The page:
Way back in my first entry in this series, I commented that I like the fact that Tolkien apparently doesn’t care about spoilers. The title of this chapter proves it again. Before you even start reading, it is pretty obvious that the dwarves will be imprisoned and will escape in barrels. Like all good stories, the what isn’t nearly as important as the who and the how.
After dealing with the spiders in the last chapter, the company is exhausted, hungry and completely lost. When they stumble upon the elves and get captured, they are almost grateful. Luckily, Bilbo slips the ring on his finger and turns invisible. He is able to follow the prisoners and hide out while coming up with a plan to free his friends.
I’ve mentioned before that I like the size and scope of Tolkien’s world. The dwarves are imprisoned and Bilbo is trying to figure out a way to help for weeks. In so many other books, the whole thing would take fifteen minutes and be done. I like the fact that not everything is quick, easy or obvious. It takes time to build which makes the payoff better.
This is also the chapter where Bilbo comes into his own as a burglar. That is, after all, his role in the party. He is supposed to burgle things. He made a clumsy attempt way back with the trolls, but he’s never shown himself to be successful before now. (I suppose someone could argue that Bilbo burgled the ring from Gollum, but really the ring chose Bilbo.) It turns out that Bilbo is pretty good at it, although he doesn’t enjoy the job very much. As he says, “I am like a burglar that can’t get away, but must go on miserably burgling the same house day after day.”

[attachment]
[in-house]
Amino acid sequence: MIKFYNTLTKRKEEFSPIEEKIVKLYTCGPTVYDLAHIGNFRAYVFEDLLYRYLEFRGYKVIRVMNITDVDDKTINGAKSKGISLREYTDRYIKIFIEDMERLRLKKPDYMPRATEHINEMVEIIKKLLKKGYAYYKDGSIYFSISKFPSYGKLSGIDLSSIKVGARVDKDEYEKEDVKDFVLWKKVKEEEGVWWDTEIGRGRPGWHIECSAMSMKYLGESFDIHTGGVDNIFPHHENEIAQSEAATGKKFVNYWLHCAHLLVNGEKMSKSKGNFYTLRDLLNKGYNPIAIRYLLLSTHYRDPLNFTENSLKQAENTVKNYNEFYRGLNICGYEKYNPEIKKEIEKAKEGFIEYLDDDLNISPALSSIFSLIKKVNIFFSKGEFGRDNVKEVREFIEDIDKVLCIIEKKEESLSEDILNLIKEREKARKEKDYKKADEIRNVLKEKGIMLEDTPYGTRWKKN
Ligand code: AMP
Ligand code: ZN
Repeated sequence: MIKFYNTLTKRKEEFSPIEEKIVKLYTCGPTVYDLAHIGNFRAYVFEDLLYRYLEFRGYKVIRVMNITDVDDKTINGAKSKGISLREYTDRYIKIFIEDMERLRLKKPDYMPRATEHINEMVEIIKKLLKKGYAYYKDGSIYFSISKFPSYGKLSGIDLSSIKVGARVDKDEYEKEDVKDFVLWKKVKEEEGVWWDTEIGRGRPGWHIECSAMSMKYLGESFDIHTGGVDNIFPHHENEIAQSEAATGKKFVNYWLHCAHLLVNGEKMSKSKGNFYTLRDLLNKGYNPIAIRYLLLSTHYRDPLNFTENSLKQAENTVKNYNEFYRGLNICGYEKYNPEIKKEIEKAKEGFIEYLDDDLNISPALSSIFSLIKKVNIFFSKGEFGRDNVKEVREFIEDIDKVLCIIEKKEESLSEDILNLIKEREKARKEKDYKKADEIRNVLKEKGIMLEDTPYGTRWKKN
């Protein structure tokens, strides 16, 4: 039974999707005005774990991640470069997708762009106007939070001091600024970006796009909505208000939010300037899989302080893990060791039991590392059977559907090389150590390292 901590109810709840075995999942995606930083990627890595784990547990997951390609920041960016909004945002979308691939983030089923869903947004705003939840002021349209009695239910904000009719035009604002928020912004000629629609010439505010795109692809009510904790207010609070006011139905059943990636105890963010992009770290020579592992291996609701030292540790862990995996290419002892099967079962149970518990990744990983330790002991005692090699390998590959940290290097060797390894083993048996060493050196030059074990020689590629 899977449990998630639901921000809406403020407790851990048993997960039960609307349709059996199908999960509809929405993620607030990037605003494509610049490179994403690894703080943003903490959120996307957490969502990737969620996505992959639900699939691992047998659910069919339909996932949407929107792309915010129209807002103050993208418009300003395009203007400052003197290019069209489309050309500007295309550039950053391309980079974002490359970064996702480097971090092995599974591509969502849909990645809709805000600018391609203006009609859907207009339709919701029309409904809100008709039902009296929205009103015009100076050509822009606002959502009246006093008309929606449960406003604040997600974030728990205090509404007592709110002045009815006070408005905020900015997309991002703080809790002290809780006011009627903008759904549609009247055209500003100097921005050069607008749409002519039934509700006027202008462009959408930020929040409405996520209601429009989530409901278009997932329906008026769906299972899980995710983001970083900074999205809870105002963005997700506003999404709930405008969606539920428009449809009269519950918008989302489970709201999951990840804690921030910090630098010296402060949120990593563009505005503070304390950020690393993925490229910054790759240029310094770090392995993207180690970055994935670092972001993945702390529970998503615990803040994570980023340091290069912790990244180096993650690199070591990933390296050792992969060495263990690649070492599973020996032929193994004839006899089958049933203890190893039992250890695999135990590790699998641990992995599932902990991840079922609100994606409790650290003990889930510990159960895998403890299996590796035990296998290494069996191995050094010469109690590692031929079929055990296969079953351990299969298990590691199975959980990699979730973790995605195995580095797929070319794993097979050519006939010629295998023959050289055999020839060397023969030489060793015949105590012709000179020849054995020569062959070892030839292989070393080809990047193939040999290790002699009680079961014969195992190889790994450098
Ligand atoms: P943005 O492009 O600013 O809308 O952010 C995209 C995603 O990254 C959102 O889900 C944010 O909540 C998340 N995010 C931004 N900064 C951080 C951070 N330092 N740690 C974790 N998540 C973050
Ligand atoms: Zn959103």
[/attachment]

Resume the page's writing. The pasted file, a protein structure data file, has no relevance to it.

While Bilbo is clever in coming up with his plan to free the dwarves, he is certainly possessed of a lot of luck. Bilbo finds that the elves get supplies in barrels from a nearby town and then send the empty barrels down the river to be collected by the townsfolk. He decides to pack the dwarves in the barrels and send them down river away from the elves. That’s fine, but the plan couldn’t have worked if the guard hadn’t gotten drunk and fallen asleep. And it couldn’t have worked if the king weren’t throwing a big party to keep everyone distracted. And it couldn’t have worked without the magic ring. Lucky for the dwarves that Bilbo has so much luck.
In the end, the dwarves do ride in barrels out of bondage. They are bumped and bruised and faced with a lot of uncertainty, but they are away from the elves and further along their journey.